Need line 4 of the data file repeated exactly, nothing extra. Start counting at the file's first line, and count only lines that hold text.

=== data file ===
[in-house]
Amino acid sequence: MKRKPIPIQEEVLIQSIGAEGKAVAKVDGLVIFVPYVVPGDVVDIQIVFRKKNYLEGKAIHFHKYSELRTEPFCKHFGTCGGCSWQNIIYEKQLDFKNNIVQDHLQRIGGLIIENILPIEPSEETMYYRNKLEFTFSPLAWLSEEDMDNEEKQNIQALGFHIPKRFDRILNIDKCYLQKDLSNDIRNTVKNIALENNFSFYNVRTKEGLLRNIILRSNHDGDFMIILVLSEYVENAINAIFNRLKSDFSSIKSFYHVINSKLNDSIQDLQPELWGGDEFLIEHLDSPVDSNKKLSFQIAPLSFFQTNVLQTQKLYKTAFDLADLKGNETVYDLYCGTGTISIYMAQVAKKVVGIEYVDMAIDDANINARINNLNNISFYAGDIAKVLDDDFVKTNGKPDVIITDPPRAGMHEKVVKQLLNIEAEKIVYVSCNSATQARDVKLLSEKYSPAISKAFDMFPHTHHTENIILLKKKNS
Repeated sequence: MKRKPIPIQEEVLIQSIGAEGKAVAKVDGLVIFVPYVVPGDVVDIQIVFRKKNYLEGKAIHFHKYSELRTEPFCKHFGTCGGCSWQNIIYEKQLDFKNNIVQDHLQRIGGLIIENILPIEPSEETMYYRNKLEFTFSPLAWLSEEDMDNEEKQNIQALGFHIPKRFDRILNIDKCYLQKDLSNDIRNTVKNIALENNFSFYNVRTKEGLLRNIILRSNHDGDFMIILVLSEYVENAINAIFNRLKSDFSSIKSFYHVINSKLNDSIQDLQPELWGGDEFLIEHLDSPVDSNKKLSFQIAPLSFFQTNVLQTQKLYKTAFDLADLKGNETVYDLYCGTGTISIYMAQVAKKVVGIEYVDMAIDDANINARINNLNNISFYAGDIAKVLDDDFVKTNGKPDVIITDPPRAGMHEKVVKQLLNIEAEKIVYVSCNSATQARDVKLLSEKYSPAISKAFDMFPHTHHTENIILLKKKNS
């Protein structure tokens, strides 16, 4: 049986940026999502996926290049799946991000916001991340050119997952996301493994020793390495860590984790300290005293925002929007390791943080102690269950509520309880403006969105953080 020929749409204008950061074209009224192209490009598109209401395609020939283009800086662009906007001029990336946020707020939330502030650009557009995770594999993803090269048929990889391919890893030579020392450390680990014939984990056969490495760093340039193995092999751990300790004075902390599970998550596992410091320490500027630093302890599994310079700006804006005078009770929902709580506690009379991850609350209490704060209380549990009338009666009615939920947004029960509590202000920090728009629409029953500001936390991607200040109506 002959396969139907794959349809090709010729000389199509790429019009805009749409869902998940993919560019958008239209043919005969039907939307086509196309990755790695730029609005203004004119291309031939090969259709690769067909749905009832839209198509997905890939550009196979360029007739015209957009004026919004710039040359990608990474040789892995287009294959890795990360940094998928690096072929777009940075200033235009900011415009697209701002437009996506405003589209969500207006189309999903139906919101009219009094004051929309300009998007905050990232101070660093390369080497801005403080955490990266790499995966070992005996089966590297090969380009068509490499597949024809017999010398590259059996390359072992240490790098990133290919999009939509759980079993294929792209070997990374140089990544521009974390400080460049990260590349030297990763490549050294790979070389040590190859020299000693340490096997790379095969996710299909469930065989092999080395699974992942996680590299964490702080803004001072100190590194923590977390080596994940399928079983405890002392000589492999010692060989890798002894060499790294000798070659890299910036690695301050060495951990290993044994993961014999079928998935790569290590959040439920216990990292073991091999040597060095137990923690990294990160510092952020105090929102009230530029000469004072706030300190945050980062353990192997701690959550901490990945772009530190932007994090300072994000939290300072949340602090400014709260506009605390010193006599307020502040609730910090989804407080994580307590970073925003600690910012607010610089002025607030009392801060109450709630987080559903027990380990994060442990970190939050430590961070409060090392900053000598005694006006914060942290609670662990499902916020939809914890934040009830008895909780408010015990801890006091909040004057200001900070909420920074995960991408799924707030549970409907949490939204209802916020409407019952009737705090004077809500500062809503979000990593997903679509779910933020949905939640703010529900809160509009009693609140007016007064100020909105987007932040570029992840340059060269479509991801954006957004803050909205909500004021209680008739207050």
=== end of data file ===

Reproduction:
């Protein structure tokens, strides 16, 4: 049986940026999502996926290049799946991000916001991340050119997952996301493994020793390495860590984790300290005293925002929007390791943080102690269950509520309880403006969105953080 020929749409204008950061074209009224192209490009598109209401395609020939283009800086662009906007001029990336946020707020939330502030650009557009995770594999993803090269048929990889391919890893030579020392450390680990014939984990056969490495760093340039193995092999751990300790004075902390599970998550596992410091320490500027630093302890599994310079700006804006005078009770929902709580506690009379991850609350209490704060209380549990009338009666009615939920947004029960509590202000920090728009629409029953500001936390991607200040109506 002959396969139907794959349809090709010729000389199509790429019009805009749409869902998940993919560019958008239209043919005969039907939307086509196309990755790695730029609005203004004119291309031939090969259709690769067909749905009832839209198509997905890939550009196979360029007739015209957009004026919004710039040359990608990474040789892995287009294959890795990360940094998928690096072929777009940075200033235009900011415009697209701002437009996506405003589209969500207006189309999903139906919101009219009094004051929309300009998007905050990232101070660093390369080497801005403080955490990266790499995966070992005996089966590297090969380009068509490499597949024809017999010398590259059996390359072992240490790098990133290919999009939509759980079993294929792209070997990374140089990544521009974390400080460049990260590349030297990763490549050294790979070389040590190859020299000693340490096997790379095969996710299909469930065989092999080395699974992942996680590299964490702080803004001072100190590194923590977390080596994940399928079983405890002392000589492999010692060989890798002894060499790294000798070659890299910036690695301050060495951990290993044994993961014999079928998935790569290590959040439920216990990292073991091999040597060095137990923690990294990160510092952020105090929102009230530029000469004072706030300190945050980062353990192997701690959550901490990945772009530190932007994090300072994000939290300072949340602090400014709260506009605390010193006599307020502040609730910090989804407080994580307590970073925003600690910012607010610089002025607030009392801060109450709630987080559903027990380990994060442990970190939050430590961070409060090392900053000598005694006006914060942290609670662990499902916020939809914890934040009830008895909780408010015990801890006091909040004057200001900070909420920074995960991408799924707030549970409907949490939204209802916020409407019952009737705090004077809500500062809503979000990593997903679509779910933020949905939640703010529900809160509009009693609140007016007064100020909105987007932040570029992840340059060269479509991801954006957004803050909205909500004021209680008739207050």